What does il ne veut mean?
Does it mean he wants or he does not want
like in this sentence
3. Il ne veut travailler
- TangiLv 75 years agoFavorite Answer
Unless it's (very) literary, it has no meaning on its own in modern French.
In literary or archaic French, "Il ne veut travailler" alone means "He doesn't want to work".
However, if there's something after, it can make more sense like "Il ne veut travailler que le matin" (He only want to work in the morning) or "Il ne veut travailler pour personne" (He doesn't want to work for anybody/He wants to work for nobody)
Negations in modern standard French are in two parts.
Before the verb, there is the negative particle "ne" and after the verb, the negative adverb corresponding to the type of negation you're using.
For example :
- il ne veut pas travailler = he doesn't want to work (ne...pas = no/not)
- il ne veut plus travailler = he doesn't want to work anymore (ne...plus = not anymore)
- il ne veut jamais travailler = he never wants to work (ne...jamais = never)
- il ne veut travailler que le matin = he only wants to work in the morning (ne...que = only)
- il ne veut pas encore travailler = he doesn't want to work yet (ne...pas encore = not yet)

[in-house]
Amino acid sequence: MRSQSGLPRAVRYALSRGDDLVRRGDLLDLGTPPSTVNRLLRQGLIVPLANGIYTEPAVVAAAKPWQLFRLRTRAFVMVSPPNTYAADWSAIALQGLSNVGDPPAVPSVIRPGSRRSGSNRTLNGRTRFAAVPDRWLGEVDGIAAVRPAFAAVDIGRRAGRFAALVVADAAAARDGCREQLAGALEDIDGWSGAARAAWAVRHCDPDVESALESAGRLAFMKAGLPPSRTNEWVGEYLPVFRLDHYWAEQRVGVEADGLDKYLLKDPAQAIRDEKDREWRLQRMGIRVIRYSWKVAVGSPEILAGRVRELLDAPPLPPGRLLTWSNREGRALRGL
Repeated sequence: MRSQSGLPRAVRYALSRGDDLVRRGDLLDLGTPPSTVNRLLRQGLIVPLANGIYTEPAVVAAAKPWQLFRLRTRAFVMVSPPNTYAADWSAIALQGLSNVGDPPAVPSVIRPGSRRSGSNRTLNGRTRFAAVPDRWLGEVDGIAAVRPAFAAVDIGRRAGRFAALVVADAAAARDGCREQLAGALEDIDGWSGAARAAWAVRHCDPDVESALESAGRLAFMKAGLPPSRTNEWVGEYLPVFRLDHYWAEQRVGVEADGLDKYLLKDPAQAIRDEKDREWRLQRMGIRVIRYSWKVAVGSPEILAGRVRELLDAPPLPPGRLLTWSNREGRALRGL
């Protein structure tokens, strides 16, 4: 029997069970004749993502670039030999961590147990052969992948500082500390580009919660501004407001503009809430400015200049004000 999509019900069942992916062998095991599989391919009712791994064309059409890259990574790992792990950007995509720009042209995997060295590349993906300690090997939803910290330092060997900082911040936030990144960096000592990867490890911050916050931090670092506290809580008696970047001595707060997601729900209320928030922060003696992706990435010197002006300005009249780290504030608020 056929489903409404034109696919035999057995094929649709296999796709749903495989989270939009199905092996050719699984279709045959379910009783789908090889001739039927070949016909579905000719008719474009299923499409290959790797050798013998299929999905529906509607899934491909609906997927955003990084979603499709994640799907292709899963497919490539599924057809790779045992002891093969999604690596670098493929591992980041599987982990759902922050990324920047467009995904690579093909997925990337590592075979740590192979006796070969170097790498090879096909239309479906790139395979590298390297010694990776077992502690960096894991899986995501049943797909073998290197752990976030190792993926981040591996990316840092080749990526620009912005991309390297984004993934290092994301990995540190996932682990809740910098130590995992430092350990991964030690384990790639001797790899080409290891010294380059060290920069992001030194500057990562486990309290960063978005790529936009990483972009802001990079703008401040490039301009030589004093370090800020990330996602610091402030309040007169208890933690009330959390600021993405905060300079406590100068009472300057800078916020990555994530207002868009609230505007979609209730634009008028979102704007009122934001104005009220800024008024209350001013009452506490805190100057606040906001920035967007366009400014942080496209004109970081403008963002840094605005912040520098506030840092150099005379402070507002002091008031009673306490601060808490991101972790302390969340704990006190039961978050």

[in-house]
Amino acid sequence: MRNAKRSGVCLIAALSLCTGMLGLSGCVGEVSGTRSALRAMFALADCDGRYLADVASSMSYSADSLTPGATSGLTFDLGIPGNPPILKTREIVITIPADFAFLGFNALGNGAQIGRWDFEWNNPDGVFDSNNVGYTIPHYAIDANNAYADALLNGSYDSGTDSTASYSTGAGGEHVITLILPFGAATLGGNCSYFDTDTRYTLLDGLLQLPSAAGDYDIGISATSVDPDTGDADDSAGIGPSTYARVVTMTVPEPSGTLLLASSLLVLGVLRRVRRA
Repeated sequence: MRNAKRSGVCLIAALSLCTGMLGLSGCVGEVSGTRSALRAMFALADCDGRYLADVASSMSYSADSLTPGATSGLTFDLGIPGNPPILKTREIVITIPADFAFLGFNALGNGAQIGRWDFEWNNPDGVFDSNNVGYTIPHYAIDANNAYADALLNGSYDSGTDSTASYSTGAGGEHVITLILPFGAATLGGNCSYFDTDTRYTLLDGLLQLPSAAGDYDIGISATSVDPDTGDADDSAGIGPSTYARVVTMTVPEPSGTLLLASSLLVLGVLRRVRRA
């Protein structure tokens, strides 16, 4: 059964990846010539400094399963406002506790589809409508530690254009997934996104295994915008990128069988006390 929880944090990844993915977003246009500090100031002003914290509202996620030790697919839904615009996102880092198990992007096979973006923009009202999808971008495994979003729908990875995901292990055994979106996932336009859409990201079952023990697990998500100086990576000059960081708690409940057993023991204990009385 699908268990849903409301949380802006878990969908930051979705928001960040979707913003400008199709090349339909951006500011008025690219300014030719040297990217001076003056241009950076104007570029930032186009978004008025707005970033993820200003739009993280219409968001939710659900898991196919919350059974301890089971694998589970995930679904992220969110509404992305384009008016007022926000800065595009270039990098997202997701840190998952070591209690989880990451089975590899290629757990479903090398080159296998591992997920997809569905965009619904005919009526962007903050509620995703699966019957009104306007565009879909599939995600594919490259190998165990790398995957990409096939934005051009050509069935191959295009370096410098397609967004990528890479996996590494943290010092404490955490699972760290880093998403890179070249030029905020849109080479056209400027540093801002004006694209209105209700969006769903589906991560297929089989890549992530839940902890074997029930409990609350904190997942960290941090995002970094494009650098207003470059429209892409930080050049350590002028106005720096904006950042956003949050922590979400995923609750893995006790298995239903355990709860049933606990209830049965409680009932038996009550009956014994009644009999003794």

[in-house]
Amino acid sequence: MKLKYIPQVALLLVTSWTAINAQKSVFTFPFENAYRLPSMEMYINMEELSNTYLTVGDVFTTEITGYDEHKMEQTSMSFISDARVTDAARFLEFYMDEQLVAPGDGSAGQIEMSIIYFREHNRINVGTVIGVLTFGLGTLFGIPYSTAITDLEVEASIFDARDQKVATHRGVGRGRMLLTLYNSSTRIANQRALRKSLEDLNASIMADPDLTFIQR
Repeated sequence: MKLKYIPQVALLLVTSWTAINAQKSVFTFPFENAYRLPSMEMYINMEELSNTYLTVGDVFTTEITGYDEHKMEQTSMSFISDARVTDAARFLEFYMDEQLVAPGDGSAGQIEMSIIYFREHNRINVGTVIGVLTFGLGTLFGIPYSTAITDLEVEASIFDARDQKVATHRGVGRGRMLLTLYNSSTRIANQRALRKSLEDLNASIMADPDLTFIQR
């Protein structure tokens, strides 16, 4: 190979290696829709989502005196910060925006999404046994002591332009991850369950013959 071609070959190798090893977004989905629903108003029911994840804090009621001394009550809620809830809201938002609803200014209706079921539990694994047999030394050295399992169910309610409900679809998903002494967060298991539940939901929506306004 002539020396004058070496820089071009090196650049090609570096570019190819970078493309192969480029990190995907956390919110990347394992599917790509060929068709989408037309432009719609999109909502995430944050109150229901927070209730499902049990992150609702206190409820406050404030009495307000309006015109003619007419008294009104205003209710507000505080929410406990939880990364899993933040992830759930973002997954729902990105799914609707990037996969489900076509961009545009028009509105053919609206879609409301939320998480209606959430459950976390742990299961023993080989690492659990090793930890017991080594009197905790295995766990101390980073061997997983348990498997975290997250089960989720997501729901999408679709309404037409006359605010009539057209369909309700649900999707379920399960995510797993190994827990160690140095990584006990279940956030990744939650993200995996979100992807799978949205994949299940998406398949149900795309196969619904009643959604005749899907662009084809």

That's how it is in standard French today but it was not always like this.
The basic negation (today ne...pas) used to be like in the other Romance language, that's to say without a negative adverb. So "He doesn't want to work" would be "Il ne veut travailler".
The other negative adverbs were used (not always the same way) but "pas" wasn't. Soon, it became a "cool" thing reinforce the negation like "Il ne marche pas" (He doesn't walk a step), "il ne boit goutte" (He doesn't drink a drop), "Il ne voit point" (He doesn't see a dot).
It became the normal way to make a negation but eventually died. However, the use of "pas" (step) and "point" (dot) as an adverb of negation stayed. So "He doesn't want to work" would be "Il ne veut pas travailler" or "Il ne veut point travailler". And to a lesser extent "goutte" (drop) and a few others.
"Point" died and "pas" became the only negative adverb for the basic negation. Today, "goutte" is still used in the set expression "n'y voir goutte" (to not see anything).
So in modern French "He doesn't want to work" is "Il ne veut pas travailler".
However, language evolve and in modern colloquial French (very common to the point of being used in political speech), the "ne" is dropped so instead of "Il ne veut pas", it's "Il veut pas". Instead of "Il ne veut plus", it's "Il veut plus".
- SilverLv 45 years ago
It means he does not want, because 'ne' is before the verb (in the case, the verb is 'vest'). Normally the word 'pas' is also included after the verb, but sometimes 'pas' is left out - even though leaving it out is not proper grammar.